War veterans dedicated their lives to the service of their country and besides the unpayable debt that we owe them, the least they deserve is gratitude and respect. But sometimes they are forgotten, lost in unspoken history, and the stories about their bravery erased from our memories.
It is the duty of all American citizens to keep the memory of veteran’s sacrifice alive. Sometimes it is enough to tell a war story to younger generations, and sometimes people feel like nothing is enough.
For 48-year-old Andrew Lumish from Land O’Lakes in Florida, dedicating his free time to restoring the grave markers of our veterans is the least he can do. Lumish is an amateur photographer who is passionate about history. And every Sunday, you will find him cleaning forgotten tombstones of military veterans in Florida.
It all started in 2013, when Lumish went to Oaklawn Cemetery in downtown Tampa, Florida, to take some photographs, and realized that the final resting places of our veterans were forgotten. He found illegible tombstones, blackened by decades of weather, moss, mold, and mildew.
Lumish decided to do something about it. Even though he works six days a week as a carpet and upholstery cleaner, Andrew Lumish started spending his only day off scrubbing forgotten tombstones.
Soon, the Sunday hobby became Lumish’s life mission and he earned the nickname “the Good Cemeterian.” He believes that “If you restore the monuments, you can bring that person back to life.”
And that’s not all. He does everything possible to really bring forgotten veterans back to life. After revealing the name on the tombstone for all to see, Lumish takes the time to research the history of the person behind the name.
Then, he shares the stories on his project’s Facebook site “The Good Cemeterian.” The first tombstone he cleaned was of a Civil War veteran, Henry J. Fletcher.
During Black History Month, Lumish shared stories of a few African-American veterans, celebrating their service and remembering their sacrifice for the country.
Many veterans and their families are very grateful to Lumish and support his work. The Good Cemetarian, on the other hand, told the CBS News that he feels unworthy of the same respect as the veterans who chose to serve the United States.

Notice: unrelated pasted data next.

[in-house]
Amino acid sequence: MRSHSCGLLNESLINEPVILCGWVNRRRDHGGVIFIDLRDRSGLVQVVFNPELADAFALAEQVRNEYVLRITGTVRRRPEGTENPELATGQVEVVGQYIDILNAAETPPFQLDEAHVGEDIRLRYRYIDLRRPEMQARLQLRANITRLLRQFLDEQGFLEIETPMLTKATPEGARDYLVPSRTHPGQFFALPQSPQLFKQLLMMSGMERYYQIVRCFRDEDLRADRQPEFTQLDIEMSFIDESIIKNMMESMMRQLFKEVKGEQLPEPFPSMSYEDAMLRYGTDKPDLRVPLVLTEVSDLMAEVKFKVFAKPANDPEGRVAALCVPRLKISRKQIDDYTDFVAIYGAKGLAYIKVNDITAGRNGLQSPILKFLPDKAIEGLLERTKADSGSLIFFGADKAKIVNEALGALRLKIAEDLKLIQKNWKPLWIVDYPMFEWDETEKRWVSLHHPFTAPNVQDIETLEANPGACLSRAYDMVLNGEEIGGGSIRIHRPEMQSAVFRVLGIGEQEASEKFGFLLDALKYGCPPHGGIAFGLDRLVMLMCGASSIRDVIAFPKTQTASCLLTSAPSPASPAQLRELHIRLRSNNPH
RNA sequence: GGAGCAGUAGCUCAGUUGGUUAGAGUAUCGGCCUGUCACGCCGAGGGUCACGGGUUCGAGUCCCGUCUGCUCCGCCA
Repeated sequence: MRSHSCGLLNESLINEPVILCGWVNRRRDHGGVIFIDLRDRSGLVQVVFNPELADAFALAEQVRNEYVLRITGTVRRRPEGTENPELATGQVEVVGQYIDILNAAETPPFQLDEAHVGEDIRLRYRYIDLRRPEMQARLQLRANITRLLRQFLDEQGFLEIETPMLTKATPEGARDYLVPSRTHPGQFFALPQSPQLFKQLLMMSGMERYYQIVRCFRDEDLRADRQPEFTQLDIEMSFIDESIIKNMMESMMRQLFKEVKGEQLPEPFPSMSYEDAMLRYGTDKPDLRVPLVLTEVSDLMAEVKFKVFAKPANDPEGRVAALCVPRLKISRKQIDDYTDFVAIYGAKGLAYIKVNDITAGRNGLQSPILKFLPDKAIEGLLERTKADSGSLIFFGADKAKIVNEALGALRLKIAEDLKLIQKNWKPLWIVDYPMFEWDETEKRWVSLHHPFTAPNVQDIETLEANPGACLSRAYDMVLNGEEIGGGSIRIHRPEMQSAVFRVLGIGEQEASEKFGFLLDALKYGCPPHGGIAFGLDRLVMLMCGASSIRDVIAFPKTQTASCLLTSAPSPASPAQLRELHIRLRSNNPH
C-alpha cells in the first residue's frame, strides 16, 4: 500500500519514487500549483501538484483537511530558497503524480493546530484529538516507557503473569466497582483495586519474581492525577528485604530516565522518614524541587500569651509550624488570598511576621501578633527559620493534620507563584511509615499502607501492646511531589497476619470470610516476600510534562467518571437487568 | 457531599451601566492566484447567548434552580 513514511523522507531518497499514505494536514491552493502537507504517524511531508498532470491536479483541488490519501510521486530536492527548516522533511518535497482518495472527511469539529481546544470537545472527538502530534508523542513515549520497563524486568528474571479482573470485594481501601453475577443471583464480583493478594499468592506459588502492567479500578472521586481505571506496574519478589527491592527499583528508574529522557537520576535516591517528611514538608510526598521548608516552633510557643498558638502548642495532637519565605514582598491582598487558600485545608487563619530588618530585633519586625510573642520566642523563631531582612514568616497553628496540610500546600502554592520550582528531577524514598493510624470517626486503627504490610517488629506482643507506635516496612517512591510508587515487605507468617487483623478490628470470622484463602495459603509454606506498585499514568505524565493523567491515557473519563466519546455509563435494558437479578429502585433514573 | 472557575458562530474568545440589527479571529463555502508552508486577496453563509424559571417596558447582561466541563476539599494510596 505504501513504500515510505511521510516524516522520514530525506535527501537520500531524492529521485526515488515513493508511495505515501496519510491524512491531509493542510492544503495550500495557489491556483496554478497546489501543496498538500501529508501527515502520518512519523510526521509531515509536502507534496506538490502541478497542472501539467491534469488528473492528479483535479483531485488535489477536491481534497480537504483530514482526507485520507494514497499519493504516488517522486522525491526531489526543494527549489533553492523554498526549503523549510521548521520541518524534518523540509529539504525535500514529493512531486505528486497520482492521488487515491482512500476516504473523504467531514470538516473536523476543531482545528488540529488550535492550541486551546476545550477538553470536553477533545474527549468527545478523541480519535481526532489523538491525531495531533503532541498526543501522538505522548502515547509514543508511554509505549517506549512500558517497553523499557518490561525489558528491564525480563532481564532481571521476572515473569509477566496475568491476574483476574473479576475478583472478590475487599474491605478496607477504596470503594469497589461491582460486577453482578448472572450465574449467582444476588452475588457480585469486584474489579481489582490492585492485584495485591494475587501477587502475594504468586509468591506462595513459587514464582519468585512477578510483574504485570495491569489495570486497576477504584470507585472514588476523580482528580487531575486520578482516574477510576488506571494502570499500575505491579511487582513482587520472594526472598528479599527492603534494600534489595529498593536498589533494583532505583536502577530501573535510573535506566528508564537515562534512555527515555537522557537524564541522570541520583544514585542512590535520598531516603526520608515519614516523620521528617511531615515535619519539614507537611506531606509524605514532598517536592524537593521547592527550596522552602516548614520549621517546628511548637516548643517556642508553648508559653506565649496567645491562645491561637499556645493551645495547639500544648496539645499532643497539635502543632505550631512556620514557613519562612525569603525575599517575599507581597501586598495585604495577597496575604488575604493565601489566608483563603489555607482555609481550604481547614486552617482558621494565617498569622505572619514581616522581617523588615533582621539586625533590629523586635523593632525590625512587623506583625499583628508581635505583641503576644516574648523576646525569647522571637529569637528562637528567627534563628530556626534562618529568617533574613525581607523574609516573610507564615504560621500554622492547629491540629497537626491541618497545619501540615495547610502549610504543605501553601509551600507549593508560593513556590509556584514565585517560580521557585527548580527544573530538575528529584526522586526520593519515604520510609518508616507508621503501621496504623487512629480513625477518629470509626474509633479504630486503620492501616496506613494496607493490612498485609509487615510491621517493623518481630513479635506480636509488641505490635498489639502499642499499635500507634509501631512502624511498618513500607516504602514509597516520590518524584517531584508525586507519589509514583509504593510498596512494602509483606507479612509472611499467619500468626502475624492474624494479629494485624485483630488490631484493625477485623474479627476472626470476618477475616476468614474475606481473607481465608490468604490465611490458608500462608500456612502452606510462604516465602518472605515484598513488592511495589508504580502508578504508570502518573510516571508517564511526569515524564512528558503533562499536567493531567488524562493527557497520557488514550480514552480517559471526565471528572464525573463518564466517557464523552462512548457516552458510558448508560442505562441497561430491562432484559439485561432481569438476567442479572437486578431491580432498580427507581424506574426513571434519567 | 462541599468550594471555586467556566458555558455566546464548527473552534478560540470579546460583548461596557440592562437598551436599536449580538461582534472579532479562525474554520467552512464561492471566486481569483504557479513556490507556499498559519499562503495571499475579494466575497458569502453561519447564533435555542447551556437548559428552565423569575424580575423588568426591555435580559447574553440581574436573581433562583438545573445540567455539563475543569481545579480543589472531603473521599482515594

In an interview, Lumish said: “They fought for the freedoms that you and I enjoy today. If I know that they did these things for my future, my children’s future, and I see that they’re forgotten, I feel a sense of responsibility to give their family a little bit of light.”
Although he is a professional cleaner, Lumish had never cleaned tombstones before. However, he developed his own unique method, using only one product -– D/2 Biological Solution. A pH neutral, biodegradable product, free of acids, bleach or chlorine, that is used for professionally cleaning marble, granite, and sandstone monuments. The results are stunning.
In an interview for the Tampa Bay Times, the Good Cemeterian said that up to November 2015, he had restored some 300 tombstones.
Lumish is also encouraging other people to start doing what he does, giving tips for cleaning on his website. He says that most of the time it requires only ten to fifteen minutes to clean one tombstone, but some can take hours.
To this day, Lumish passionately researches veteran’s histories and has cleaned over 800 tombstones in the Tampa area. His story has been featured on CBS, NBC, and FOX. He also founded a non-profit organization, in partnership with Jen Armbruster, called The Good Cemeterian Historical Preservation Project. The team aims towards preserving and honoring the past through inspiration and education. You can find out more at the website of The Good Cemeterian.